The Great Gatsby
The Death of a Dream
F. Scott Fitzgerald's The Great Gatsby is regarded as a brilliant piece of literature that offers a vivid peek into American life in the 1920's. The central characteristics of the "Lost Generation" of the 1920's society are shown through the decay of the American Dream. This novel shows that the American Dream no longer signifies the noble idea it once did, but rather it stands for the corruption of the 1920's society. The decay of the American Dream in The Great Gatsby is shown through the actions of the characters when America, the new Eden, is abused and destructed, when Gatsby cannot attain the success that he desires with Daisy and through the careless and dependent attitudes of the aristocracy.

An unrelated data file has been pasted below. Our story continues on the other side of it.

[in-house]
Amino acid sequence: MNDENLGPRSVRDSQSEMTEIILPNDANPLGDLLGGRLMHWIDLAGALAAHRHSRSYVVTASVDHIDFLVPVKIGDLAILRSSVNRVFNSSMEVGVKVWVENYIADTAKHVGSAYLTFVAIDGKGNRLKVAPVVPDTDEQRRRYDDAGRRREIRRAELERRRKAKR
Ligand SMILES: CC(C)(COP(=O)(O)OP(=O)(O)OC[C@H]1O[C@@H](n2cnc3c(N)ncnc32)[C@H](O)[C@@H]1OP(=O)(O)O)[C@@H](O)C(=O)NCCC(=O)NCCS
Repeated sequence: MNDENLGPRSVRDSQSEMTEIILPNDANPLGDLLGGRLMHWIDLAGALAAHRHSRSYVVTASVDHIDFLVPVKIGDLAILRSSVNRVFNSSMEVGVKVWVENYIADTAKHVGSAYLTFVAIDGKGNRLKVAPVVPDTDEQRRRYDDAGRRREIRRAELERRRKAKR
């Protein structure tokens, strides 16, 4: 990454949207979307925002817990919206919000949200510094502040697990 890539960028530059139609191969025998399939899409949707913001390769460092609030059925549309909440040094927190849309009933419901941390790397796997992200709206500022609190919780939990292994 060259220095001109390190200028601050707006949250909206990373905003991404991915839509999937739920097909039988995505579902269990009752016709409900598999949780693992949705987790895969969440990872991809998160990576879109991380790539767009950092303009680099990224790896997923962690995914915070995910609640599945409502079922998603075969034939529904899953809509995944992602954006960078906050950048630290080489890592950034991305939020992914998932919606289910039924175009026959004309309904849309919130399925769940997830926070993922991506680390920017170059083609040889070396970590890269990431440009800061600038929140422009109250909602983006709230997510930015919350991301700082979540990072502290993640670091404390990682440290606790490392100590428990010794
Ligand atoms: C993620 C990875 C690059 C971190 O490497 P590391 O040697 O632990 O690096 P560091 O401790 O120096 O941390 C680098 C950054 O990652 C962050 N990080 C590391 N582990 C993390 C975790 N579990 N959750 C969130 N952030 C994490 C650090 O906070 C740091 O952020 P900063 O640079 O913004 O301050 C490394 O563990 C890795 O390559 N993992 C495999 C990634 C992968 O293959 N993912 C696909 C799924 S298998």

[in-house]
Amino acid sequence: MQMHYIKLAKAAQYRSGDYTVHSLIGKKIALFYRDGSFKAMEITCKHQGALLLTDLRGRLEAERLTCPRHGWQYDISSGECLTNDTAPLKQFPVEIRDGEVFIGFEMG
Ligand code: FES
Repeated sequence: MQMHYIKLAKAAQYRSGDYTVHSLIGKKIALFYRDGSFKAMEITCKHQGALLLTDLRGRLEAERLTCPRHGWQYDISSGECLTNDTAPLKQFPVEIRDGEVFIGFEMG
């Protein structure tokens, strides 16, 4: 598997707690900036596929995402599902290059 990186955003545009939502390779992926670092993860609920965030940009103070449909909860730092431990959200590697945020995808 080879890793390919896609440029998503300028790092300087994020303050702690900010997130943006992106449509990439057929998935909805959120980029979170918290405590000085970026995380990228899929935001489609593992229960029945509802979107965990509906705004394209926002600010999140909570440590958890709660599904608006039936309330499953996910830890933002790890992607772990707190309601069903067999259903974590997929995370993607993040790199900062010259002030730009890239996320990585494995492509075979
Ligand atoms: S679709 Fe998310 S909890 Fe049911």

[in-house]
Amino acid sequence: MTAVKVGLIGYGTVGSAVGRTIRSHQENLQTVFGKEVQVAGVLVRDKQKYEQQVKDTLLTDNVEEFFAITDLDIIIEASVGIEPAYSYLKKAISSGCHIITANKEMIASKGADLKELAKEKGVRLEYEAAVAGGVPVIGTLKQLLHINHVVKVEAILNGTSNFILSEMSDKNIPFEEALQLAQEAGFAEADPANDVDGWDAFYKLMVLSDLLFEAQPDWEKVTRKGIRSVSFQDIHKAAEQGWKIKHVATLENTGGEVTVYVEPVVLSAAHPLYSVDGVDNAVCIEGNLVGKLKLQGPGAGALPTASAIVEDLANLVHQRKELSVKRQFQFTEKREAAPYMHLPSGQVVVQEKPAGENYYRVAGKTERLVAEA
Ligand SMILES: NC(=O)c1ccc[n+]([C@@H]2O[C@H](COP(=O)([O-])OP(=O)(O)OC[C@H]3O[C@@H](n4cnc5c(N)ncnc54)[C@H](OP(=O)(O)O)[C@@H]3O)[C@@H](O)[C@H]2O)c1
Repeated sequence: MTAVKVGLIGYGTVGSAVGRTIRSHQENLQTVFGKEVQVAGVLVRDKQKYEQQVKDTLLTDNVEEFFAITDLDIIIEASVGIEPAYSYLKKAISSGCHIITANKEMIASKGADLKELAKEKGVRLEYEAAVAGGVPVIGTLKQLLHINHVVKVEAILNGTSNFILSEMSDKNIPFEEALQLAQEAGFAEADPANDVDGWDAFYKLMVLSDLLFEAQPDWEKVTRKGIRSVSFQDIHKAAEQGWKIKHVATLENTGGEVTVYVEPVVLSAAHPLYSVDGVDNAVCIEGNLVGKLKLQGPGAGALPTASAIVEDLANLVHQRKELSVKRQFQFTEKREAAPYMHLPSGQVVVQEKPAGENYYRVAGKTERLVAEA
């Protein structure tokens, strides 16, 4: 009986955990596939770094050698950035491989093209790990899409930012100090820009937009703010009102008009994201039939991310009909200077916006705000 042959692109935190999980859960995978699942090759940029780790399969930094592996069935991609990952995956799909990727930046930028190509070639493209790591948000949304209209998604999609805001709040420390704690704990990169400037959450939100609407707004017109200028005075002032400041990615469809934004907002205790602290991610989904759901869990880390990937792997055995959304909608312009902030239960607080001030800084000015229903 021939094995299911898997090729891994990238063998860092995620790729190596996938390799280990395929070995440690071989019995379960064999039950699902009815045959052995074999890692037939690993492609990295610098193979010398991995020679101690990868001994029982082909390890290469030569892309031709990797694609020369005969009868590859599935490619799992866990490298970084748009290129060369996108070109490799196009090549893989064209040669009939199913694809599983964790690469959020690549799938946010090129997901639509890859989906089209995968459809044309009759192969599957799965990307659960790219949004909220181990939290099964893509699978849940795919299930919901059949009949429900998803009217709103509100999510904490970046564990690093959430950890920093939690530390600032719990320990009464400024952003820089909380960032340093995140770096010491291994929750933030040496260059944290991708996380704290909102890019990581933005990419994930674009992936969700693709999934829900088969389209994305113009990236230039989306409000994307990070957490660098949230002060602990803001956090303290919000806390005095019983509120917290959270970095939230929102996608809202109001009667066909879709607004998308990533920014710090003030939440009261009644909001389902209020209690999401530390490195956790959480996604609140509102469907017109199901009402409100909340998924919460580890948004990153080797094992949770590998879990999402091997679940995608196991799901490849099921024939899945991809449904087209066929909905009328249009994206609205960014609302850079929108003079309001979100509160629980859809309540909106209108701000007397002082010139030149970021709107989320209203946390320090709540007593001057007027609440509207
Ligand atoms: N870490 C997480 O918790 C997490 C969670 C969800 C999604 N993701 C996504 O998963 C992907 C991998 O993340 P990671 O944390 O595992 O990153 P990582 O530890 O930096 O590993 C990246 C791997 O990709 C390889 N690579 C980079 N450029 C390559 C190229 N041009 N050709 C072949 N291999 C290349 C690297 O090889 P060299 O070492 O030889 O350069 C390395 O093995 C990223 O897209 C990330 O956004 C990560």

One of the main ideas of the American Dream in Modernism refers to America as a new Eden, a land of beauty, bounty, opportunity and unlimited resources. The characters in The Great Gatsby do not respect or preserve this New Eden; rather they do nothing but corrupt, destruct and abuse it in their desire for money and power. The lives of people like Gatsby, Daisy, Tom and Jordan revolve around material things and money. This becomes a prevalent concept throughout the novel. Daisy especially is extremely...
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